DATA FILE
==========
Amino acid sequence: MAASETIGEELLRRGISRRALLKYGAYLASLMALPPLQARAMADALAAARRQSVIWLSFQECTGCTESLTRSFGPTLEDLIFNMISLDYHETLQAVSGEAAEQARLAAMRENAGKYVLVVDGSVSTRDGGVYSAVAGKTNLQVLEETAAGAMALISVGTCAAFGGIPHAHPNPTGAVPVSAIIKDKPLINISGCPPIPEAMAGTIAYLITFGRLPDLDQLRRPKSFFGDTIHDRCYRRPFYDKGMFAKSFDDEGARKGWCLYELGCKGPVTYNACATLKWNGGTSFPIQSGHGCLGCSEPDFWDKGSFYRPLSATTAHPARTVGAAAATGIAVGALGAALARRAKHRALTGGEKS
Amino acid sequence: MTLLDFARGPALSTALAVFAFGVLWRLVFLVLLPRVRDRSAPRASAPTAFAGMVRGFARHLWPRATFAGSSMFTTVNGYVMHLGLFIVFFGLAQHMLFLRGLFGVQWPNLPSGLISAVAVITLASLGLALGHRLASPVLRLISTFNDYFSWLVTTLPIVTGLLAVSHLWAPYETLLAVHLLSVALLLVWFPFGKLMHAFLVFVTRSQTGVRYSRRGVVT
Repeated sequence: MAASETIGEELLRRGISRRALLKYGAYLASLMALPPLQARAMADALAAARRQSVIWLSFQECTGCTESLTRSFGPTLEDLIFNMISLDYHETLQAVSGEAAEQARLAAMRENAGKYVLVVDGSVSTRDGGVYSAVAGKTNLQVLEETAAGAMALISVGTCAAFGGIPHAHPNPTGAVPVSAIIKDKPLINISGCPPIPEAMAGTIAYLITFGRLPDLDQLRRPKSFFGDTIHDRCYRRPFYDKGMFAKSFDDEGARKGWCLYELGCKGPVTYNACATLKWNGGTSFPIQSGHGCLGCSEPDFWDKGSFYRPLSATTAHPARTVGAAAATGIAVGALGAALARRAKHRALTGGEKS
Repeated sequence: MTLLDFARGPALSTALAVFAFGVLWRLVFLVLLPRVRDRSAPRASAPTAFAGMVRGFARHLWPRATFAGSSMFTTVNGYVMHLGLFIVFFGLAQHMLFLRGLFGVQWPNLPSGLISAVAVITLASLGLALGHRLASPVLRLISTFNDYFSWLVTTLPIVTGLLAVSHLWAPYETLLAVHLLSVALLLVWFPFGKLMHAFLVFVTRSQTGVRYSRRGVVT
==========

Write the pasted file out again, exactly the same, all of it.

Amino acid sequence: MAASETIGEELLRRGISRRALLKYGAYLASLMALPPLQARAMADALAAARRQSVIWLSFQECTGCTESLTRSFGPTLEDLIFNMISLDYHETLQAVSGEAAEQARLAAMRENAGKYVLVVDGSVSTRDGGVYSAVAGKTNLQVLEETAAGAMALISVGTCAAFGGIPHAHPNPTGAVPVSAIIKDKPLINISGCPPIPEAMAGTIAYLITFGRLPDLDQLRRPKSFFGDTIHDRCYRRPFYDKGMFAKSFDDEGARKGWCLYELGCKGPVTYNACATLKWNGGTSFPIQSGHGCLGCSEPDFWDKGSFYRPLSATTAHPARTVGAAAATGIAVGALGAALARRAKHRALTGGEKS
Amino acid sequence: MTLLDFARGPALSTALAVFAFGVLWRLVFLVLLPRVRDRSAPRASAPTAFAGMVRGFARHLWPRATFAGSSMFTTVNGYVMHLGLFIVFFGLAQHMLFLRGLFGVQWPNLPSGLISAVAVITLASLGLALGHRLASPVLRLISTFNDYFSWLVTTLPIVTGLLAVSHLWAPYETLLAVHLLSVALLLVWFPFGKLMHAFLVFVTRSQTGVRYSRRGVVT
Repeated sequence: MAASETIGEELLRRGISRRALLKYGAYLASLMALPPLQARAMADALAAARRQSVIWLSFQECTGCTESLTRSFGPTLEDLIFNMISLDYHETLQAVSGEAAEQARLAAMRENAGKYVLVVDGSVSTRDGGVYSAVAGKTNLQVLEETAAGAMALISVGTCAAFGGIPHAHPNPTGAVPVSAIIKDKPLINISGCPPIPEAMAGTIAYLITFGRLPDLDQLRRPKSFFGDTIHDRCYRRPFYDKGMFAKSFDDEGARKGWCLYELGCKGPVTYNACATLKWNGGTSFPIQSGHGCLGCSEPDFWDKGSFYRPLSATTAHPARTVGAAAATGIAVGALGAALARRAKHRALTGGEKS
Repeated sequence: MTLLDFARGPALSTALAVFAFGVLWRLVFLVLLPRVRDRSAPRASAPTAFAGMVRGFARHLWPRATFAGSSMFTTVNGYVMHLGLFIVFFGLAQHMLFLRGLFGVQWPNLPSGLISAVAVITLASLGLALGHRLASPVLRLISTFNDYFSWLVTTLPIVTGLLAVSHLWAPYETLLAVHLLSVALLLVWFPFGKLMHAFLVFVTRSQTGVRYSRRGVVT